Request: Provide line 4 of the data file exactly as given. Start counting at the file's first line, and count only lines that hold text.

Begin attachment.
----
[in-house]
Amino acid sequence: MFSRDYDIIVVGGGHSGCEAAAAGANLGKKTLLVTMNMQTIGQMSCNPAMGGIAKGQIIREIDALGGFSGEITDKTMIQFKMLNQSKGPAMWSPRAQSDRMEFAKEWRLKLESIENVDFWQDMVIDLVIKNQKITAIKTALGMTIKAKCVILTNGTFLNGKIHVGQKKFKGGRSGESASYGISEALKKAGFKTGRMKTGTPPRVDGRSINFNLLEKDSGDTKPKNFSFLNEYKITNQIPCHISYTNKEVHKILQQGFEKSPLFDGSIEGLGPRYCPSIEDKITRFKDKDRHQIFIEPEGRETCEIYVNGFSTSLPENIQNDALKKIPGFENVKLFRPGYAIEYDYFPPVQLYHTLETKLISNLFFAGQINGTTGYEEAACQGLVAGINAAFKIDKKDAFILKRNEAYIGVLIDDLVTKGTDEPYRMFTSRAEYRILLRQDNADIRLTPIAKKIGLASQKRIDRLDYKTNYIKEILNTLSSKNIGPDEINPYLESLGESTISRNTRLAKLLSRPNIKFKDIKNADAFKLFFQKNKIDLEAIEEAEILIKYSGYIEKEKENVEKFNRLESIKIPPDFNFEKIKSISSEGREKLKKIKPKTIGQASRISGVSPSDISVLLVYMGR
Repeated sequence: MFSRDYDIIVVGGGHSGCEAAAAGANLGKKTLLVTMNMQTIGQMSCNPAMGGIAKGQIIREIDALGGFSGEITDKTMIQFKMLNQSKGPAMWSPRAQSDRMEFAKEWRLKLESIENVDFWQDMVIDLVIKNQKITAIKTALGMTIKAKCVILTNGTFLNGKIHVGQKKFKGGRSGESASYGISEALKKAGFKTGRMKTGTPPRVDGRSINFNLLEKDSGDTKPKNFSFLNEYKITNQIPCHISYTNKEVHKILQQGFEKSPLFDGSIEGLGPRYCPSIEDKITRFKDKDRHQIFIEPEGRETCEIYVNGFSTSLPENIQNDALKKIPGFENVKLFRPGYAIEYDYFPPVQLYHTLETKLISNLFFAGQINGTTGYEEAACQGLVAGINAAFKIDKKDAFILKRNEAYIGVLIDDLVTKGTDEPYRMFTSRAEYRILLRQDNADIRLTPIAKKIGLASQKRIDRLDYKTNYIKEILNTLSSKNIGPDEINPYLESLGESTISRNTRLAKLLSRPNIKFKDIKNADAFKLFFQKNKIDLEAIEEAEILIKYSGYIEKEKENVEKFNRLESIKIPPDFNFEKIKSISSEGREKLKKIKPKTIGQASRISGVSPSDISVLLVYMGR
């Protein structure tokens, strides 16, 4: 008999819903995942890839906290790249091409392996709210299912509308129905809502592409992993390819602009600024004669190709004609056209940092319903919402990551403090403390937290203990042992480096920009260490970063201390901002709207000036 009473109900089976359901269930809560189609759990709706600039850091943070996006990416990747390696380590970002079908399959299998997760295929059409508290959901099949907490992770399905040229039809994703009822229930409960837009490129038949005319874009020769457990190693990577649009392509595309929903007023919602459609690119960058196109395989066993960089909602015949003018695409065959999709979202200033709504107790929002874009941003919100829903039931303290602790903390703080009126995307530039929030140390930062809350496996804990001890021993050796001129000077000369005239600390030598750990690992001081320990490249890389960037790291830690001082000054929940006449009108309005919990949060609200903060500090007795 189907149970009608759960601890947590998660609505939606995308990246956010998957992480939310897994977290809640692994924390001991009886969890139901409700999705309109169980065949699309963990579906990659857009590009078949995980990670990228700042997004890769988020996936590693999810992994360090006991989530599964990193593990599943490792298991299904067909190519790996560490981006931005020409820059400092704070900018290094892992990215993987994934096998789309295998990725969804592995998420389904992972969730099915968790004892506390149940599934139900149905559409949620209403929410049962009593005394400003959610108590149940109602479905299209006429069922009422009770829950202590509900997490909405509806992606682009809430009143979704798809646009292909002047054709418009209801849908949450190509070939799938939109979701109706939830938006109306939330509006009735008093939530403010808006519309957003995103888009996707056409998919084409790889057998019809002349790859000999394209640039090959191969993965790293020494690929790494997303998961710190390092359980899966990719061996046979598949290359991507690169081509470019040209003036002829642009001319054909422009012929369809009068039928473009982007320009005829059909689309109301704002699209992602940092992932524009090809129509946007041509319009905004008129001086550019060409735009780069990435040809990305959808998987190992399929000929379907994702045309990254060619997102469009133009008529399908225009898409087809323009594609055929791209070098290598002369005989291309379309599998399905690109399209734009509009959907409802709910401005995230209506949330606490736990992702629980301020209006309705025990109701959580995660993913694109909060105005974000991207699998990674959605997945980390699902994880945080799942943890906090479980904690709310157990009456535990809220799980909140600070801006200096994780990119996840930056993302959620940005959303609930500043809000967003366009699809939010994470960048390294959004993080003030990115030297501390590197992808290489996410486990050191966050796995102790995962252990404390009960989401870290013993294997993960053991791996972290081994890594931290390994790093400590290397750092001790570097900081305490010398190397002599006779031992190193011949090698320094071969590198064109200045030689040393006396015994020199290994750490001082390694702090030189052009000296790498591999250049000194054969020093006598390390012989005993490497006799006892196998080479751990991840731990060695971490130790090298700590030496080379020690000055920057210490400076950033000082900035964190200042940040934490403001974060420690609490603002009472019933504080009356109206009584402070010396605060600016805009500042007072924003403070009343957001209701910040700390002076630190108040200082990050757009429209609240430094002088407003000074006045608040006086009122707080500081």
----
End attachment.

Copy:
């Protein structure tokens, strides 16, 4: 008999819903995942890839906290790249091409392996709210299912509308129905809502592409992993390819602009600024004669190709004609056209940092319903919402990551403090403390937290203990042992480096920009260490970063201390901002709207000036 009473109900089976359901269930809560189609759990709706600039850091943070996006990416990747390696380590970002079908399959299998997760295929059409508290959901099949907490992770399905040229039809994703009822229930409960837009490129038949005319874009020769457990190693990577649009392509595309929903007023919602459609690119960058196109395989066993960089909602015949003018695409065959999709979202200033709504107790929002874009941003919100829903039931303290602790903390703080009126995307530039929030140390930062809350496996804990001890021993050796001129000077000369005239600390030598750990690992001081320990490249890389960037790291830690001082000054929940006449009108309005919990949060609200903060500090007795 189907149970009608759960601890947590998660609505939606995308990246956010998957992480939310897994977290809640692994924390001991009886969890139901409700999705309109169980065949699309963990579906990659857009590009078949995980990670990228700042997004890769988020996936590693999810992994360090006991989530599964990193593990599943490792298991299904067909190519790996560490981006931005020409820059400092704070900018290094892992990215993987994934096998789309295998990725969804592995998420389904992972969730099915968790004892506390149940599934139900149905559409949620209403929410049962009593005394400003959610108590149940109602479905299209006429069922009422009770829950202590509900997490909405509806992606682009809430009143979704798809646009292909002047054709418009209801849908949450190509070939799938939109979701109706939830938006109306939330509006009735008093939530403010808006519309957003995103888009996707056409998919084409790889057998019809002349790859000999394209640039090959191969993965790293020494690929790494997303998961710190390092359980899966990719061996046979598949290359991507690169081509470019040209003036002829642009001319054909422009012929369809009068039928473009982007320009005829059909689309109301704002699209992602940092992932524009090809129509946007041509319009905004008129001086550019060409735009780069990435040809990305959808998987190992399929000929379907994702045309990254060619997102469009133009008529399908225009898409087809323009594609055929791209070098290598002369005989291309379309599998399905690109399209734009509009959907409802709910401005995230209506949330606490736990992702629980301020209006309705025990109701959580995660993913694109909060105005974000991207699998990674959605997945980390699902994880945080799942943890906090479980904690709310157990009456535990809220799980909140600070801006200096994780990119996840930056993302959620940005959303609930500043809000967003366009699809939010994470960048390294959004993080003030990115030297501390590197992808290489996410486990050191966050796995102790995962252990404390009960989401870290013993294997993960053991791996972290081994890594931290390994790093400590290397750092001790570097900081305490010398190397002599006779031992190193011949090698320094071969590198064109200045030689040393006396015994020199290994750490001082390694702090030189052009000296790498591999250049000194054969020093006598390390012989005993490497006799006892196998080479751990991840731990060695971490130790090298700590030496080379020690000055920057210490400076950033000082900035964190200042940040934490403001974060420690609490603002009472019933504080009356109206009584402070010396605060600016805009500042007072924003403070009343957001209701910040700390002076630190108040200082990050757009429209609240430094002088407003000074006045608040006086009122707080500081």